Mario. He’s single most recognizable multimedia figure out there. Lady Gaga and Justin Bieber got nothin’ on this Italian plumber from Brooklyn. He’s such an iconic figure that even Mickey Mouse trails behind our mushroom eating pal in terms of recognition. With the exception of Super Mario Sunshine, every single Super Mario console release has been a success from top to bottom, from the ingenious imagination provided by the illustrious world of Super Mario Bros. 3, right on through to one half of the focus of this Comparison Series, Super Mario Galaxy. With the release of Super Mario Galaxy 2, we’re going to take a look at both Super Mario Galaxy, as well as Super Mario Galaxy 2 in this edition of the Comparison Series. As always, on the final day of the Comparison Series, a winner will be selected for Visuals, Audio, Gameplay and Replay Value, as well as the scores for each title, with an overall winner selected.
Today’s game will be Super Mario Galaxy 2.
Shigeru Miyamoto is widely considered one of, if not the most important name in video gaming. For the better part of the last thirty years, Miyamoto-san has provided nothing but brilliance in everything he has touched (minus Wii Music, and to an extent, Super Mario Sunshine). He’s a mind in the world of gaming, with a flair for creativity and an imagination that transcends the minds of hundreds of development teams put together. Simply put — what Shigeru Miyamoto touches, turns to pure gold. More or less.
From the weaker titles, such as Super Mario Sunshine, to the across the board success stories such as The Legend of Zelda: A Link to the Past, Shigeru Miyamoto’s titles always grab front page headlines on websites and print publications around the world. Whenever there is a new Zelda or Mario title announced, or any title in which Miyamoto-san has a part in, gamers salivate for months on end, waiting with baited breath in order to play through what will most likely be a masterpiece. Super Mario Galaxy was one of those hotly anticipated video games that received across the board critical acclaim, not only becoming the single reason to own a Nintendo Wii, but perhaps also the greatest 3D platformer title, as well as arguably the best Mario title ever. These are all nearly impossible odds to surmount, but leave it to the mad genius of Shigeru Miyamoto to find ways of doing so. Super Mario Galaxy 2 is here, and it may be something bigger than just a success over its predecessor.
The one thing that needs to be addressed immediately is the audio. Gaming has advanced and evolved from scrolling text and endless walls of dialog on screen, to more of a vocally focused medium. Final Fantasy for instance, went from a narrative driven solely based on text dialog, to a title with nearly no form of dialog driven through on screen text (Final Fantasy XIII). While the later impedes on the enjoyment of those hard of hearing (it’s always nice to strike a perfect balance between having a dominant presence of text AND vocal performances to please both sides), it really hurts a long standing franchise to forgo any sort of vocal performances past “Dear Mario” and “MARIO!” With the genius behind the helm of these Mario titles, there’s no way a sub-par vocal performance would slip by. Hell, you can have Mario and the gang speak exclusively in Japanese during the opening and closing narratives, and this would add an important, and overdue layer of immersion into the franchise. It’s almost a slap in the face of gamers that have grown up with such cherished icons, and yet have never heard them speak more than one full sentence outside the Super Mario Bros. Super Show or that abhorrent Super Mario Bros. live action movie.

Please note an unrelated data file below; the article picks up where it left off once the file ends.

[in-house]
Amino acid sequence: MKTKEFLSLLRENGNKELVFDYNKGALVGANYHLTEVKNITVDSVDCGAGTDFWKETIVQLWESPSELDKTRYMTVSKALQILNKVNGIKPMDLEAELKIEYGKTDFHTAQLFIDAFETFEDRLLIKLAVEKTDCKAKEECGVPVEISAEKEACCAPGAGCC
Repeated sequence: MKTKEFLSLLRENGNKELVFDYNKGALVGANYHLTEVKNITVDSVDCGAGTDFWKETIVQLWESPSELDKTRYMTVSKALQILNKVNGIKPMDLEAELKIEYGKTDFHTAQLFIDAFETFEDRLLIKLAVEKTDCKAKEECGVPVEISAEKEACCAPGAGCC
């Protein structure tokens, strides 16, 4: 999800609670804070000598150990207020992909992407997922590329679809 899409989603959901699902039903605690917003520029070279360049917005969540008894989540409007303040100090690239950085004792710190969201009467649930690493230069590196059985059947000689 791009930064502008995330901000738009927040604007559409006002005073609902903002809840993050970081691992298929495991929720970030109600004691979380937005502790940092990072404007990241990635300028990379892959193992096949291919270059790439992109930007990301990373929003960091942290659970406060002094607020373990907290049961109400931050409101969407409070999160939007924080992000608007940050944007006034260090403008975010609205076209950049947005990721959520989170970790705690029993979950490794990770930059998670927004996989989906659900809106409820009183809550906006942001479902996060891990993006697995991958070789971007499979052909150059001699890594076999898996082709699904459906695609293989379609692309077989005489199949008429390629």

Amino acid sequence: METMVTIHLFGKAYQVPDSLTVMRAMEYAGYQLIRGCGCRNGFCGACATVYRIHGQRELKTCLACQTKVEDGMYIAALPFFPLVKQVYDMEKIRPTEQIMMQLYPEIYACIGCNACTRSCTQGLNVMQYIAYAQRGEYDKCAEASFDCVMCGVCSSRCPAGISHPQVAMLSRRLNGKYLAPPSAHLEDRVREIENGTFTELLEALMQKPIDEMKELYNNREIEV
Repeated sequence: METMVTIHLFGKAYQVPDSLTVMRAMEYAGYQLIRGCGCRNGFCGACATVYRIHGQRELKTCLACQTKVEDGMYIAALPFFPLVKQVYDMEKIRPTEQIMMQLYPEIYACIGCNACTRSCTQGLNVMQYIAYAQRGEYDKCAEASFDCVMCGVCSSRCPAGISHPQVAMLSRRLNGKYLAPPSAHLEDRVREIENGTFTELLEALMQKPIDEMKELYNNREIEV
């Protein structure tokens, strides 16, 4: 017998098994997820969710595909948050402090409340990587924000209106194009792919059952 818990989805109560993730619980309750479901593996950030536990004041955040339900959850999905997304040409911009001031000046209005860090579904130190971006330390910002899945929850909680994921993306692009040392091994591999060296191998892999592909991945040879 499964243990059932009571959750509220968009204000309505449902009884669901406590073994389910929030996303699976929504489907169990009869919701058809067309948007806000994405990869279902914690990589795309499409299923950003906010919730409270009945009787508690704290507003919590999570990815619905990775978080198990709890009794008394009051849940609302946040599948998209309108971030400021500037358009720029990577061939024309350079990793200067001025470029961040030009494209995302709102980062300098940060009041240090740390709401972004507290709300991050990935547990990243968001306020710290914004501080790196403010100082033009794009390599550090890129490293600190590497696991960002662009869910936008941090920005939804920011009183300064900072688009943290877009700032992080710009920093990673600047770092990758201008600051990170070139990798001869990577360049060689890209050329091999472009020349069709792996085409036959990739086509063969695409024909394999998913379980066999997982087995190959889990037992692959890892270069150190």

Now that we got that out of the way, the rest of the audio package stays close to the tunes found in the previous installment, with very subtle tweaks here and there. However, the brand new tracks added into Galaxy 2 are the same whimsical, deeply captivating pieces the series has been known for. Just sitting idle on Mario’s floating head starship, listening to the medley playing, with the sounds of seagulls and other residents of the ship, you’ll be blown away with the immense quality and likability of these tunes and the accompanying effects. You have your staple effects from the numerous Mario titles of the past sprinkled throughout, which years later, have yet to come close to growing stale. It’s an absolutely brilliant audio performance, which makes it hard to understand why Nintendo could not parlay a vocal performance to go side by side with the rest of this near immaculate package.